The US-led coalition has provided aerial support for the Iraqi Army (800,000 personnel and 389 tanks), the Kurdish militia (70,000 fighters) and various opposition groups (40-60,000 fighters).

Russia began airstrikes in Syria on September 31, at the request of Syrian President Bashar Assad. In the first 100 days of the operation, Russian jets carried out 5,600 combat sorties, with a daily average of 50-60. During the same period, the US Air Force carried out nearly 3,500 sorties. During the operation, US warplanes carried out a total of more than 65,000 sorties, with an average of 120 a day. US jets have tried to provide permanent aerial support for opposition and Kurdish forces.

Russia and the US chose aircraft in accordance with operational tasks and the capacity of the available airfields. The Russian task force was deployed to the Hmeymim air base, outside Latakia, close to theater of war. Nearly 4,000 servicemen and over 70 aircraft are currently deployed to the base, including Su-30 and Su-35 four-generation fighters, Su-24 and Su-34 tactical bombers, and Su-25 ground support jets.


“These aircraft have been chosen to accomplish the assigned tasks,” military expert Mikhail Khodarenok told RBK.

The Su-24 can carry up to 7,500 kg of weapons, including fragmentation ballistic bombs, up to a distance of up to 560 km. The Su-34 has even greater capabilities – up to 8,000 kg of bombs at a distance of up to 1,100 km. According to the expert, in order to be fully engaged in combat, those aircraft should take off from an airfield close to the battlefield. As such, most of theRussian airstrikes in Syria have been carried out by Su-24 and Su-34 bombers.

Long-range bombers, including the Tu-22, Tu-95 and Tu-160, have also been involved in the operation. Tu-22 bombers took off from an airfield in Russia’s Mozdok, while the Tu-95 and Tu-160 – from an airfield in Engels.

According to Khodarenok, using the Tu-22 in Syria is not as effective as it could be.
“With its maximum capacity of 22 tons of bombs, the Tu-22 cannot fly from Mozdok to Syria. It can fly with eight tons, but this is the same that the Su-24 can do,” he explained.
In one week, Tu-22 bombers carried out only 23 sorties. Nevertheless, according to the analyst, using strategic bombers is a good chance to show off the capabilities of all branches of the Russian Air Force.

The US does not have a base in the conflict zone. Its aircraft take off from airfields in Qatar, Kuwait, Turkey and the UAE as well as four aircraft carriers of the Fifth Fleet of the US Navy in the Persian Gulf and the Red Sea. At the same time, this allows for the US to use more aircraft than Russia.

During the operation, the US has deployed F-16 Fighting Falcon and F-15 Eagle jet fighters, both outperformed by the Russian Su-30. Advanced F-22 Raptor fifth-generation fighters have also been involved. This aircraft features a stealth design, supersonic cruise speeds, and super-maneuverability.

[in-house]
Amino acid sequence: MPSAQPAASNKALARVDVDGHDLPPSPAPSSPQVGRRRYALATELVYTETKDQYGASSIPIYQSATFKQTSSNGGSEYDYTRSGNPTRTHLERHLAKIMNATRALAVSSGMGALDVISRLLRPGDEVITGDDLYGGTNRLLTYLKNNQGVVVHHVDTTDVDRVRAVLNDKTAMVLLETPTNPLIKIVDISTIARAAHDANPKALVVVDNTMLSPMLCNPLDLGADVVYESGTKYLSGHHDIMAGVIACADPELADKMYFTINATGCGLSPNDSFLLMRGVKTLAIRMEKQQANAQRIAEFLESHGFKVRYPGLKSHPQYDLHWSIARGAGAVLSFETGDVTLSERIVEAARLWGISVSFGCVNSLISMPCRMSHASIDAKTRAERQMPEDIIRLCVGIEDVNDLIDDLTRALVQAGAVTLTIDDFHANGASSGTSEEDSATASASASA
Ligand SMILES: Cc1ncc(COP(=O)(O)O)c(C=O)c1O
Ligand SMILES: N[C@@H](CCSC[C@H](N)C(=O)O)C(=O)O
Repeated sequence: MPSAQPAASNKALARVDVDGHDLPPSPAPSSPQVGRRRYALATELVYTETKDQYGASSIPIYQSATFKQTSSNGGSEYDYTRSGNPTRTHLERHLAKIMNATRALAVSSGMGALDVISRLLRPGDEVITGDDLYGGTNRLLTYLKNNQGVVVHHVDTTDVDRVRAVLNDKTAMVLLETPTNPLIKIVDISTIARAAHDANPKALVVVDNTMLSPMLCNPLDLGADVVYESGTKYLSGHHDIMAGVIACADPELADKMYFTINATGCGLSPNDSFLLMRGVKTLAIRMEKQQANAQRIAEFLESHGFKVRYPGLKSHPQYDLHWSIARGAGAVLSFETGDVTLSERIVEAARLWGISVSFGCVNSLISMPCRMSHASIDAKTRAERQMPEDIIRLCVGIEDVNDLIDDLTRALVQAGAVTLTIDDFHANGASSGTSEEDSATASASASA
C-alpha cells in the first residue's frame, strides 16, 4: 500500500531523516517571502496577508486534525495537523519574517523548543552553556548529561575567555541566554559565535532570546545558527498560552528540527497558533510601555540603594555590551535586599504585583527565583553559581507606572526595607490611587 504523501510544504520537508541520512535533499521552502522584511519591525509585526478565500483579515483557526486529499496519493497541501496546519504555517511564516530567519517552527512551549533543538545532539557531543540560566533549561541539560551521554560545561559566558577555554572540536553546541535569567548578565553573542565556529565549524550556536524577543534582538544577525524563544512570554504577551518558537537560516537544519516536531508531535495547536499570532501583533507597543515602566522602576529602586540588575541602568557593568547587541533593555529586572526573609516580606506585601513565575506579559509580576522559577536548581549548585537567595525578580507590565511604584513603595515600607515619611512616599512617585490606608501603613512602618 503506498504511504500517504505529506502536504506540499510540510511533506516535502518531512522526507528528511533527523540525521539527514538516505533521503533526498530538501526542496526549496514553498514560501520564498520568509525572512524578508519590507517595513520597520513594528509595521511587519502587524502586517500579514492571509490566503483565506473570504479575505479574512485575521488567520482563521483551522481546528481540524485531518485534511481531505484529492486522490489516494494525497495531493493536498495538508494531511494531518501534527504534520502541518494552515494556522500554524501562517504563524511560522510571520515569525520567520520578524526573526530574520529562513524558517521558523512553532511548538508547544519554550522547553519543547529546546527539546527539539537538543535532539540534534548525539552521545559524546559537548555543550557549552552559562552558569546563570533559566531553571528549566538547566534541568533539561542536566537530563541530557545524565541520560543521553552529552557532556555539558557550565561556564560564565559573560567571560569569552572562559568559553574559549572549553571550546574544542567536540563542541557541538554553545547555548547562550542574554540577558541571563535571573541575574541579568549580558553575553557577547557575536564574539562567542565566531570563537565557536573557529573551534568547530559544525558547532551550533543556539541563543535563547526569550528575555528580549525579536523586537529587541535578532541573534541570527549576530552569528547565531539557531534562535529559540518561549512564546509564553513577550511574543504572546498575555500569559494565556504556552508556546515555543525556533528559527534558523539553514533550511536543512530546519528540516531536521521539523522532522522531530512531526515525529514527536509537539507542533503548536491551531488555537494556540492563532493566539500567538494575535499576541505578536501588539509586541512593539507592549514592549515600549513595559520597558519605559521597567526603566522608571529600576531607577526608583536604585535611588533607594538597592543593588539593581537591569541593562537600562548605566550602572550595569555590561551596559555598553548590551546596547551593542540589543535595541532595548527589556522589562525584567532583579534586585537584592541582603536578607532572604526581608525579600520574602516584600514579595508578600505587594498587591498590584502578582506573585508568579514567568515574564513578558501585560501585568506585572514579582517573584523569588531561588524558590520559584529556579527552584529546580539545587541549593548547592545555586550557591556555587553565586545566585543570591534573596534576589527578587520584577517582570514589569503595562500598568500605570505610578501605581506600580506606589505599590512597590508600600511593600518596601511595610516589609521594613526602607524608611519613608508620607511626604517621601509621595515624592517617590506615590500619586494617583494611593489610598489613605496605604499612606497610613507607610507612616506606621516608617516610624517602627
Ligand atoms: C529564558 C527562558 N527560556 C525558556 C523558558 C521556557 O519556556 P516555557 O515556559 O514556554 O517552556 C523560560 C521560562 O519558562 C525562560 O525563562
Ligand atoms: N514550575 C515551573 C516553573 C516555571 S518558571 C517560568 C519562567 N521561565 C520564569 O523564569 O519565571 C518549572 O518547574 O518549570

For strategic bombardments, the US has engaged B-1 Lancer strategic bombers, which have an operation range of 12,000 km without refueling. During the operation, Lancers have carried out over 5,000 sorties.

The Russian Air Force have also used the Su-25 ground attack jet. It outperforms the US A-10 Thunderbolt II in maneuverability and speed. It is more effective in areas where enemy air defenses are deployed but Daesh militants have no such weapons. The Su-25 is armed with the GSh-2-30 cannon, which, however, is outgunned by the A-10’s blazing Gatling gun.


The A-10 is heavier and less protected than the Su-25. But the Thunderbolt II boasts greater fire power, including Maverick anti-tanks missiles and the GAU-8 Avenger 30-mm seven-barrel automatic cannon. They are more effective against enemy personnel and equipment on the ground. A-10 jets have carried out over 7,000 sorties in the operation.

Naval Support

The aviation and air base in Syria is protected by a naval task force led by the Varyag missile cruiser. The unit also comprises the Dagestan missile, the Grad Sviyazhsk, Uglich and Veliky Ustyug small missile ships of the Caspian Flotilla as well as the B-237 Rostov-on-Don submarine of the Black Sea Fleet. Reconnaissance is carried out by the fleet’s equipment and by the Vasily Tatischev reconnaissance ship.


Russia has also launched ship-based cruise missiles against Daesh during the operation. In October 2015, warships of the Caspian Flotilla fired 26 Kalibr cruise missiles at 11 militant targets from a distance of over 1,500 km. A month later, another 18 missiles were launched against Daesh. The submarine also fired four missiles against Daesh targets. A total of 48 missile launches have been reported in the operation.

Two US aircraft carriers have fired 47 missiles during the operation. The USS George Bush and Carl Vinson alongside the Arleigh Burke destroyer and the Philippine Sea missile cruiser have provided for the take-off and landing of F/A-18F Super Hornet multirole jets in the conflict zone and launched Tomahawk cruise missiles at Daesh targets.